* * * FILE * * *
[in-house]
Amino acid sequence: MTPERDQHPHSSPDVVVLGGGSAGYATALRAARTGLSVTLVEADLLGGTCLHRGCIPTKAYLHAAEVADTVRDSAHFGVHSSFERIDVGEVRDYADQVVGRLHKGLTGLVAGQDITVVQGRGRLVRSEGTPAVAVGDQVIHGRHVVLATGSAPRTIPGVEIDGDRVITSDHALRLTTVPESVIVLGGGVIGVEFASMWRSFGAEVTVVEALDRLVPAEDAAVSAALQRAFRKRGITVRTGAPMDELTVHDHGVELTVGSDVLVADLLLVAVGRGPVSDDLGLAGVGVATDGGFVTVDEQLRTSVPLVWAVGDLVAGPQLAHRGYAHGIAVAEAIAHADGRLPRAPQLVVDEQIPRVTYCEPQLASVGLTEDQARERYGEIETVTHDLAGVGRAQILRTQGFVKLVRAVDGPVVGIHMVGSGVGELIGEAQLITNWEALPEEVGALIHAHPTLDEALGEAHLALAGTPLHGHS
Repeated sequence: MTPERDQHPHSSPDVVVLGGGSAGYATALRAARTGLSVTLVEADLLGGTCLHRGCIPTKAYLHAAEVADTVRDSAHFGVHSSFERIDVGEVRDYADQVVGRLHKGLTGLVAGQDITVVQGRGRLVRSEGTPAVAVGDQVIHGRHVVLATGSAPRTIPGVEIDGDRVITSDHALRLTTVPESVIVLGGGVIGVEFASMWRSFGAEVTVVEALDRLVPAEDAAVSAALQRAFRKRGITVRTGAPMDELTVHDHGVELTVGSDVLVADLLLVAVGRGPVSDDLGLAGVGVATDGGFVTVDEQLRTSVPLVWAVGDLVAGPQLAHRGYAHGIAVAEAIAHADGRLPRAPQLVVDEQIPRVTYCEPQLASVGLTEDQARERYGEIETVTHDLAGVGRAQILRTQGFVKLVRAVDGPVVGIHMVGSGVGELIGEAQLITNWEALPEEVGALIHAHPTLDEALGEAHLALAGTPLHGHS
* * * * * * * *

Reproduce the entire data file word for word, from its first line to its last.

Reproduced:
[in-house]
Amino acid sequence: MTPERDQHPHSSPDVVVLGGGSAGYATALRAARTGLSVTLVEADLLGGTCLHRGCIPTKAYLHAAEVADTVRDSAHFGVHSSFERIDVGEVRDYADQVVGRLHKGLTGLVAGQDITVVQGRGRLVRSEGTPAVAVGDQVIHGRHVVLATGSAPRTIPGVEIDGDRVITSDHALRLTTVPESVIVLGGGVIGVEFASMWRSFGAEVTVVEALDRLVPAEDAAVSAALQRAFRKRGITVRTGAPMDELTVHDHGVELTVGSDVLVADLLLVAVGRGPVSDDLGLAGVGVATDGGFVTVDEQLRTSVPLVWAVGDLVAGPQLAHRGYAHGIAVAEAIAHADGRLPRAPQLVVDEQIPRVTYCEPQLASVGLTEDQARERYGEIETVTHDLAGVGRAQILRTQGFVKLVRAVDGPVVGIHMVGSGVGELIGEAQLITNWEALPEEVGALIHAHPTLDEALGEAHLALAGTPLHGHS
Repeated sequence: MTPERDQHPHSSPDVVVLGGGSAGYATALRAARTGLSVTLVEADLLGGTCLHRGCIPTKAYLHAAEVADTVRDSAHFGVHSSFERIDVGEVRDYADQVVGRLHKGLTGLVAGQDITVVQGRGRLVRSEGTPAVAVGDQVIHGRHVVLATGSAPRTIPGVEIDGDRVITSDHALRLTTVPESVIVLGGGVIGVEFASMWRSFGAEVTVVEALDRLVPAEDAAVSAALQRAFRKRGITVRTGAPMDELTVHDHGVELTVGSDVLVADLLLVAVGRGPVSDDLGLAGVGVATDGGFVTVDEQLRTSVPLVWAVGDLVAGPQLAHRGYAHGIAVAEAIAHADGRLPRAPQLVVDEQIPRVTYCEPQLASVGLTEDQARERYGEIETVTHDLAGVGRAQILRTQGFVKLVRAVDGPVVGIHMVGSGVGELIGEAQLITNWEALPEEVGALIHAHPTLDEALGEAHLALAGTPLHGHS